While neither the lottery nor the treasurer's office has control over the distribution formula, Emma Sands, a spokeswoman for Goldberg, said one of the goals this year is to continue emphasizing the importance of local aid.

"Our priority this session is focused on working with the Legislature to ensure modernization and growth of the Lottery, in order to maintain profits, stay relevant, and deliver maximum local aid dollars to communities throughout the state," Sands said in a statement.

Several legislators who signed on to support the Vargas's and Cabral's bill are hoping to act fast.

Rep. Aaron Vega, D-Holyoke, said he feels his district — which falls in another Gateway City — gets a much worse end of the bargain.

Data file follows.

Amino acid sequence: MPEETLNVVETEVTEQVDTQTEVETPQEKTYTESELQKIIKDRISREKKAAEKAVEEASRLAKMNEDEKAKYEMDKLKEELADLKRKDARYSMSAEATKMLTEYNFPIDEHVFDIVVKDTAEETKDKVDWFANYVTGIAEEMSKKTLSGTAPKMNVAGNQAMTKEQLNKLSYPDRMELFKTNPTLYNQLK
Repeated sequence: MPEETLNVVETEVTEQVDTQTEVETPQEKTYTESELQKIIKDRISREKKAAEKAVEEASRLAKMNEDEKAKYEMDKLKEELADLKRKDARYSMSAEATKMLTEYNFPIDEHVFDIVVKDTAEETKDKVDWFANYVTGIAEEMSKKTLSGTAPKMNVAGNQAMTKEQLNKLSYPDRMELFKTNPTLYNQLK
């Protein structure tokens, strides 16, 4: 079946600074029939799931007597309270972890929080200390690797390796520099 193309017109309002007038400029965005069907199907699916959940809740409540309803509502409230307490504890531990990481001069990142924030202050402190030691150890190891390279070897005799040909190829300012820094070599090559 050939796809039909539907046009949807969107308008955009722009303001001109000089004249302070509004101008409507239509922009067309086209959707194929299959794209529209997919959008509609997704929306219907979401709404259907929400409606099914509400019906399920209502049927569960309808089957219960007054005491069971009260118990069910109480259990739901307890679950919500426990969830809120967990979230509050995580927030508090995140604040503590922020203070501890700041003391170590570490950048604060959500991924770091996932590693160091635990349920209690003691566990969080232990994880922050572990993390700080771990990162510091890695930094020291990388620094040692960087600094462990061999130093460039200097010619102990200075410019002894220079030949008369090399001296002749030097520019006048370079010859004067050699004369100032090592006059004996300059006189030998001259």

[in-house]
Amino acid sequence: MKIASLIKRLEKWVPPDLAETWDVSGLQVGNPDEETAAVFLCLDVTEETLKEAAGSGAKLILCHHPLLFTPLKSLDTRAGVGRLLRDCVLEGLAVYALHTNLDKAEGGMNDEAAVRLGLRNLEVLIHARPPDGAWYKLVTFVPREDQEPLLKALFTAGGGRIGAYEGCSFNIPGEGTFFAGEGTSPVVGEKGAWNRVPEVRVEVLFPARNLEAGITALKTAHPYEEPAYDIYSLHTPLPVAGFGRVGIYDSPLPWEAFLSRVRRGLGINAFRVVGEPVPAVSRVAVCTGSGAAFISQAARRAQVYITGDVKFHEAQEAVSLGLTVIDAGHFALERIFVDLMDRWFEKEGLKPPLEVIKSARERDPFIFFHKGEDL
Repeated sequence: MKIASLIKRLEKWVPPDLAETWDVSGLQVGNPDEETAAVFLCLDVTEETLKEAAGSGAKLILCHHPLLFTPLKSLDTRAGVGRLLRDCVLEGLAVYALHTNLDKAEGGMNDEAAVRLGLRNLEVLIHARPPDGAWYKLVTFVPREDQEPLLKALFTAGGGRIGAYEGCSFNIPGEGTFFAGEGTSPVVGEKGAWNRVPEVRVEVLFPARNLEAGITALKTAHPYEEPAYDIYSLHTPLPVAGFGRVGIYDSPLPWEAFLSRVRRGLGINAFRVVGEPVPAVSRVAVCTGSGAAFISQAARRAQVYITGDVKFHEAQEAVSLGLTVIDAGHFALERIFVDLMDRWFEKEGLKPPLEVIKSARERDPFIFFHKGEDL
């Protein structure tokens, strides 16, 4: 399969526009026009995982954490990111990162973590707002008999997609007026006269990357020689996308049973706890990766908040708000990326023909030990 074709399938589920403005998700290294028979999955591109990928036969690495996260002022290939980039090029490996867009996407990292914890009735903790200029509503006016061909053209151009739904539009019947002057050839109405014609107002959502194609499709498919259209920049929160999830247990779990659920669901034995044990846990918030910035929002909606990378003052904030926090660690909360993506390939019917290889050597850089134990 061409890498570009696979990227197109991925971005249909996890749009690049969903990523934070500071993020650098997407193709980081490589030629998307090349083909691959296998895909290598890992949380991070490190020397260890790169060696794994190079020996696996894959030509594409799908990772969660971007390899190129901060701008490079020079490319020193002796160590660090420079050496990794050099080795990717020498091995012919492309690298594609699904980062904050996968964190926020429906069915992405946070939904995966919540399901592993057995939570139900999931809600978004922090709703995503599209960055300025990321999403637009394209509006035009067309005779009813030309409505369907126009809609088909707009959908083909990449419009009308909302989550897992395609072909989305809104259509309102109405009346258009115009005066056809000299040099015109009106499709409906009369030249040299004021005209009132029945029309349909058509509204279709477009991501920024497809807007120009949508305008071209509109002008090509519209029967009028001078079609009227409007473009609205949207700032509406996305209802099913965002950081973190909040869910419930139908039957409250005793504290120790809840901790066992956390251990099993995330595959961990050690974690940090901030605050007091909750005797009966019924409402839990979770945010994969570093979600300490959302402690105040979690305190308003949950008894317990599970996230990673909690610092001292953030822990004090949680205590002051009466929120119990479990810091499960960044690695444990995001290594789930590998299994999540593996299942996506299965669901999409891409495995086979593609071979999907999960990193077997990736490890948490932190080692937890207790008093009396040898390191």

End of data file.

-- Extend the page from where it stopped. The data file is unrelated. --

In Holyoke, residents contributed $138.4 million to the lottery from 2013 to 2017, WBUR reported. The town received a total of $45.5 million back.

"There could be the argument that districts that are supporting these revenues should get a little bit more," Vega said. "It should go to communities most in need."

But while he was happy to support Vargas's and Cabral's bill, he said he remains cautiously optimistic about the legislation.

"That's the right way to do things, but there's always a little bit of pessimism with that kind of process... How long will it take? Commission of who? How will it be represented?" he said.

Regardless, receiving more aid from the lottery would be an enormous help to his district, he said.